Former U.S. security adviser concerned over Trump favours to autocrats

U.S. President Donald Trump’s former national security adviser, John Bolton, was concerned that the president was doing favours for autocratic rulers including Turkey’s Recep Tayyip Erdoğan, the New York Times said, citing Bolton’s unpublished book.

Bolton recounts in his manuscript how he expressed his concerns to the U.S. attorney general, William Barr, who said he believed Trump had given the impression that he had undue influence over legal enquiries during conversations with Erdoğan and Chinese President Xi Jinping.

Barr was referring to a conversation Trump and the Turkish president held about Halkbank, a Turkish state-owned bank that is facing charges for its part in a scheme to break U.S. sanctions on Iran, the New York Times said.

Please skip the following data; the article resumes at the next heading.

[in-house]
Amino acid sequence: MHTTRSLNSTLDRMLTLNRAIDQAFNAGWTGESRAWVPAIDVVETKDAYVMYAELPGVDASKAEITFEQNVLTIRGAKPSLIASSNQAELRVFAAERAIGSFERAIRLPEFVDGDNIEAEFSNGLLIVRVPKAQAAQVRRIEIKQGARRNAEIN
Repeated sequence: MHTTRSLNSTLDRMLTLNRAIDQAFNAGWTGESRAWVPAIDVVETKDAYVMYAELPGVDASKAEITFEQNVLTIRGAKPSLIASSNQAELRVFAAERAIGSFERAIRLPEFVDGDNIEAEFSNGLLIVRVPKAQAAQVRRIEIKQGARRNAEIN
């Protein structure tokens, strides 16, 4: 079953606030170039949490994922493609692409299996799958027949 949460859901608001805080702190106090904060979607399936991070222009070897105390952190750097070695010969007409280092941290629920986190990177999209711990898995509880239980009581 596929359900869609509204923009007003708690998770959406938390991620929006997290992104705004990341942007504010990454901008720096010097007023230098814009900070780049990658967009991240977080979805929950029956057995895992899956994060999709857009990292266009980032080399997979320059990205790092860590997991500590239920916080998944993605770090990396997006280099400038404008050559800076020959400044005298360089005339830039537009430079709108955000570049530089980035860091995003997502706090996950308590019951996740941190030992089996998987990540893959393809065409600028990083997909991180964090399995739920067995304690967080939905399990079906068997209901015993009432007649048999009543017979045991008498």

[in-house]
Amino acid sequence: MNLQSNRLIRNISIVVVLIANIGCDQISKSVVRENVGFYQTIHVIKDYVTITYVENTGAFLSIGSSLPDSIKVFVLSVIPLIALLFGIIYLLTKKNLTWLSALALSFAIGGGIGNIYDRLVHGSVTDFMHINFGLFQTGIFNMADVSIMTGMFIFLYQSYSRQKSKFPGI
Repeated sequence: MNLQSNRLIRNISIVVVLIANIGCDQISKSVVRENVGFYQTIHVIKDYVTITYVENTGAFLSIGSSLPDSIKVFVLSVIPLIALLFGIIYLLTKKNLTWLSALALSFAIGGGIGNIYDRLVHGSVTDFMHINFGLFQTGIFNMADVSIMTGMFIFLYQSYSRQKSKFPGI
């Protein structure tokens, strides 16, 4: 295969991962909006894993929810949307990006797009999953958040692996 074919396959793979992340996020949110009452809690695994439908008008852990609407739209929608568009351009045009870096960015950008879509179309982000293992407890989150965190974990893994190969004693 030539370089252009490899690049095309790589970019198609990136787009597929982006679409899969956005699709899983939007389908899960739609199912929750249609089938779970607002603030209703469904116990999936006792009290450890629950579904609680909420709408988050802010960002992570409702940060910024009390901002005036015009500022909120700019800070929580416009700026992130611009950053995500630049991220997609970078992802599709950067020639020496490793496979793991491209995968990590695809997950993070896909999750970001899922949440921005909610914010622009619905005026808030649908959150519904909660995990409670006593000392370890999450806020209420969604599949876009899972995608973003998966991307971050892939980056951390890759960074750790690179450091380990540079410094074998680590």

He also indicated a conversation held with Xi about ZTE, a Chinese telecommunications firm that pleaded guilty to breaking U.S. sanctions on Iran and North Korea in 2017. Trump lifted sanctions on the company against the wishes of his advisers the following year.

A Justice Department spokeswoman posted a tweet on Tuesday denying that Barr had called Trump’s conversations improper or mentioned personal favours or undue influence in his discussion with Bolton.

But the former national security adviser’s concerns about Halkbank tie in with news reports last year that said Trump had personally intervened to ask Barr and Treasury Secretary Steven Mnuchin to quash the case. The U.S. president’s personal attorney, Rudy Giuliani, also actively lobbied in favour of Halkbank, according to news reports.

Trump has been accused of taking a soft line with the Turkish president since coming to office. The U.S. president has shielded Turkey from sanctions over its purchase of S-400 missile defence systems from Russia and pulled troops back in Syria, allowing Erdoğan to launch a military operation. Bolton said in a private speech in November that he believed Trump was permissive in Turkey because he had property in the country.